Honduras braced for stern test
© AFP

Honduras have one objective at the FIFA U-17 World Cup Nigeria 2009: to better their performance at Korea 2007. Making their maiden appearance at the finals, Miguel Escalante's side struggled to cope with the demands of facing quality international opposition, losing all three of their group games and scoring only three goals in the process.

The job of improving on that showing has fallen to Escalante's successor, Emilio Umanzor, who has worked his side hard since taking over, putting them through triple training sessions in a bid to ensure they are in peak condition in Nigeria. The tactician has also had his team training with the national U-20s, who are gearing up for Egypt 2009, the idea being to speed up his youngsters' education.

The boys have put in some great work out on the pitch. I'm sure my players are going to put up a very good show.
Honduras coach Emilio Umanzor ahead of Nigeria 2009

"The boys have put in some great work out on the pitch," said the coach at the end of one of his intensive training sessions. "We're delighted with what they have shown so far. We won't be easing off, though, and I'm sure my players are going to put up a very good show."

Given the daunting task awaiting the young Hondurans in Africa, it is easy to see why Umanzor has been putting them through their paces. Their first-round opponents are none other than Argentina, Germany and the tournament hosts. "We've been drawn against three sides who are all among the favourites to win the World Cup," he lamented.

Though Umanzor is hopeful his charges can acquit themselves well, he is realistic about their chances of a claiming a scalp or two at the finals, which have not been helped by the recent political turmoil in Honduras. "I don't think we can hope to surprise teams without exposing the players to some international matches first," he said.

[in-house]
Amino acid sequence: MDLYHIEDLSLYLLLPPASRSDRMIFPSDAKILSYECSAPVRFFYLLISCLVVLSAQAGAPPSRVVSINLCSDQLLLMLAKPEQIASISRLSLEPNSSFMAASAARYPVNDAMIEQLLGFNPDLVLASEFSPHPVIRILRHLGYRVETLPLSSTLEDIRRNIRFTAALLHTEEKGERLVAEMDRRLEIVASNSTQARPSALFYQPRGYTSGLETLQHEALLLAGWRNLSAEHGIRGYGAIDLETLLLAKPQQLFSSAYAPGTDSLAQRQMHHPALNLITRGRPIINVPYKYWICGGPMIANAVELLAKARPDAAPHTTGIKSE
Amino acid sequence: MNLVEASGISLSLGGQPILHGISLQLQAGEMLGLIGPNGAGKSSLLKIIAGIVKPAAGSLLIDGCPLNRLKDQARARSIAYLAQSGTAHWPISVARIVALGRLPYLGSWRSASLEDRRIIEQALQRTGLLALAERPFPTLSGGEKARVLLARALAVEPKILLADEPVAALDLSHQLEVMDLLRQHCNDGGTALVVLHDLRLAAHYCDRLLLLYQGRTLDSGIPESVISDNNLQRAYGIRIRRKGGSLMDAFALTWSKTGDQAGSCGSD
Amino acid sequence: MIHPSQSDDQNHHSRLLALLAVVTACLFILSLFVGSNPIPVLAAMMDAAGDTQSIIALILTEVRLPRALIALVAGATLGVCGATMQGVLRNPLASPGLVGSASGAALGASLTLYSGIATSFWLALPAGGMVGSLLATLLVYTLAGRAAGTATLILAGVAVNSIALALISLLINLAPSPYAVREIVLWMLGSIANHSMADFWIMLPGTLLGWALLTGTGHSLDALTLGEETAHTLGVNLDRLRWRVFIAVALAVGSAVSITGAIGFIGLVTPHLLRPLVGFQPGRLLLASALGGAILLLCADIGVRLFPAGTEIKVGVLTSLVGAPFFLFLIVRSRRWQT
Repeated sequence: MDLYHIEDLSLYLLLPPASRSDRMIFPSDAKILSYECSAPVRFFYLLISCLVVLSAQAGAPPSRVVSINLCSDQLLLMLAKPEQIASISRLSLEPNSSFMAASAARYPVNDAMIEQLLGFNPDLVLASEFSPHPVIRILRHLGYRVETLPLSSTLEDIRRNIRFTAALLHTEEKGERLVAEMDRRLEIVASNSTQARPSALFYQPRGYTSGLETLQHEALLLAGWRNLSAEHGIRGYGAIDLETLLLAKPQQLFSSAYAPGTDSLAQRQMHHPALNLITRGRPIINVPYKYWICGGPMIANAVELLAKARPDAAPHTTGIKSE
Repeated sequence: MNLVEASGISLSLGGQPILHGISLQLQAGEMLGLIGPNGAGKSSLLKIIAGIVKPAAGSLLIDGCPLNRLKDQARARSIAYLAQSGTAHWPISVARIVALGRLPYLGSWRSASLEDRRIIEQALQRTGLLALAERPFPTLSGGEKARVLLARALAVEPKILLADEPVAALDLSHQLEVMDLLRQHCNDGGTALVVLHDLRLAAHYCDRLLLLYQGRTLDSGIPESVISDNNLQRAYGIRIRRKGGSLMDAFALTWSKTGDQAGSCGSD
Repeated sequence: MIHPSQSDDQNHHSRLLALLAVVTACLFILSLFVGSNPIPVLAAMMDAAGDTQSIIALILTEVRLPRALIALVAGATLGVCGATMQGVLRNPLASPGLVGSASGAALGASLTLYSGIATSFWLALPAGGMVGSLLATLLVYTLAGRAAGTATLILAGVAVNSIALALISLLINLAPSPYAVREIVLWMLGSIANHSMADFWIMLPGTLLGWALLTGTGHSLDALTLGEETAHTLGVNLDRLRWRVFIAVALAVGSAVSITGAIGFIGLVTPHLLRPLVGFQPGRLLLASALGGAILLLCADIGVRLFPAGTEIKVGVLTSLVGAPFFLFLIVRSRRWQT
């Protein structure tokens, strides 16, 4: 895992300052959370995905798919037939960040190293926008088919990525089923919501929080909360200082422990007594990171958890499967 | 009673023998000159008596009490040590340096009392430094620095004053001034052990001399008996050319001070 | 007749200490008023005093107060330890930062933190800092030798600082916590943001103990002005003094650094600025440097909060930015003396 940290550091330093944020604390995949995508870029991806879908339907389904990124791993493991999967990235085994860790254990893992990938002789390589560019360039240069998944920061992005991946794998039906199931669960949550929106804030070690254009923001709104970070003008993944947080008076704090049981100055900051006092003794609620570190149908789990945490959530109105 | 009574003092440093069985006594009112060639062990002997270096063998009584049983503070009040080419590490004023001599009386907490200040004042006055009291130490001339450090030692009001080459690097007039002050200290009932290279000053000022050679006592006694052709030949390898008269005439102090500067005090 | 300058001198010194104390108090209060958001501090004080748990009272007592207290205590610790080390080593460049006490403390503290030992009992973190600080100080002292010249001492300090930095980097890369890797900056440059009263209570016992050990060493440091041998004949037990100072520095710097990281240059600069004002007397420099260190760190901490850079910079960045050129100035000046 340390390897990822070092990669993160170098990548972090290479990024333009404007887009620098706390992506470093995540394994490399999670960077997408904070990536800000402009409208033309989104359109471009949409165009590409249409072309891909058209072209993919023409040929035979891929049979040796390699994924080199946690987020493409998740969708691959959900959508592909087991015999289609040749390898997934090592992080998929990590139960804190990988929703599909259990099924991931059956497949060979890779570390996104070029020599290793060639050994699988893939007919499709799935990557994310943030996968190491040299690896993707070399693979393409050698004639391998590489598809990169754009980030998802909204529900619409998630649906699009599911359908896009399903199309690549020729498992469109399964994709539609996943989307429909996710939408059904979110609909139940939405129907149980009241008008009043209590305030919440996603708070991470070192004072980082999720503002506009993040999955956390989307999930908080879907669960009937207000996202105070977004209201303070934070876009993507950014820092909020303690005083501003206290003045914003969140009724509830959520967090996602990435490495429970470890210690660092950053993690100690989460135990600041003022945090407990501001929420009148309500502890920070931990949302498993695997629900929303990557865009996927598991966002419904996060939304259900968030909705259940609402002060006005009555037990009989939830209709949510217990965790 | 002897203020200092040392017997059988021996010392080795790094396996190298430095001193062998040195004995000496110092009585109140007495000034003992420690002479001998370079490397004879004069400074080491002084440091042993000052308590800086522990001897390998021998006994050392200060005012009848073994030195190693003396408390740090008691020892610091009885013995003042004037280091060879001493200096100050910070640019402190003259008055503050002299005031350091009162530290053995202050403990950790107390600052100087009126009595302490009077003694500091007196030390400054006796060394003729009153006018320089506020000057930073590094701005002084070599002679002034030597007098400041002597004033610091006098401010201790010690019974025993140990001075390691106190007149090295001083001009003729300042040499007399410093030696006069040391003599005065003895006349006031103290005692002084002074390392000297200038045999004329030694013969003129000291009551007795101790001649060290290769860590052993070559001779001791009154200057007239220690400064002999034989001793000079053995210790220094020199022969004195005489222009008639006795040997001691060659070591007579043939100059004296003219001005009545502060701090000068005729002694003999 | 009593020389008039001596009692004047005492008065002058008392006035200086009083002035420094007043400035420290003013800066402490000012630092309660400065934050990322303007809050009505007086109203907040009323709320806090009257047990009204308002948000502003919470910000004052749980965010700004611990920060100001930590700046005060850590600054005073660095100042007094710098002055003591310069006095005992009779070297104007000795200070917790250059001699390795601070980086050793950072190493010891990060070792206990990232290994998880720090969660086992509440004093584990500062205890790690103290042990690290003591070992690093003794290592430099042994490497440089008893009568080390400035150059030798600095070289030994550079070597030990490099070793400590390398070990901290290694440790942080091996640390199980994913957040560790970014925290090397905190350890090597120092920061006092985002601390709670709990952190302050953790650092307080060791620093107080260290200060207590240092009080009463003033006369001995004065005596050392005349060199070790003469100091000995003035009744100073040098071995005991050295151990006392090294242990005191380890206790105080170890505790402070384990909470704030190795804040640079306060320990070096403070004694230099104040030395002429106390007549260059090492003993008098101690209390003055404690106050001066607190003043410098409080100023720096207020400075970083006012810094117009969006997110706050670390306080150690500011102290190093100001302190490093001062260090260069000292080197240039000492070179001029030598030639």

"That's not the FA's fault, though. Doors have been closed to us for reasons beyond our control and we need help if we're to going to organise some warm-up matches abroad."

Despite the lack of friendlies, Umanzor has at least been able to prepare for the tournament in depth, thanks to the facilities now available to the team at home. "We've been able to set up a training camp and we've had access to the necessary logistics too, both of which are very important," he revealed. 

National recognition
The young Catrachos can also count on the support of the nation. Their fine performances in the qualifying competition in Mexico even met with the approval of the country's politicians. In a ceremony held on Tuesday, the players were awarded medals by the National Congress and received the best wishes of the deputies, who urged them to do the country proud in Nigeria.

Despite the obstacles in their way, Umanzor is hopeful his boys can do just that. "I feel very optimistic and I'm convinced we can give a good account of ourselves," he concluded. "There's a great spirit in the team and that's vital if we're going to work as a unit. If we have that togetherness, we might just achieve some big things."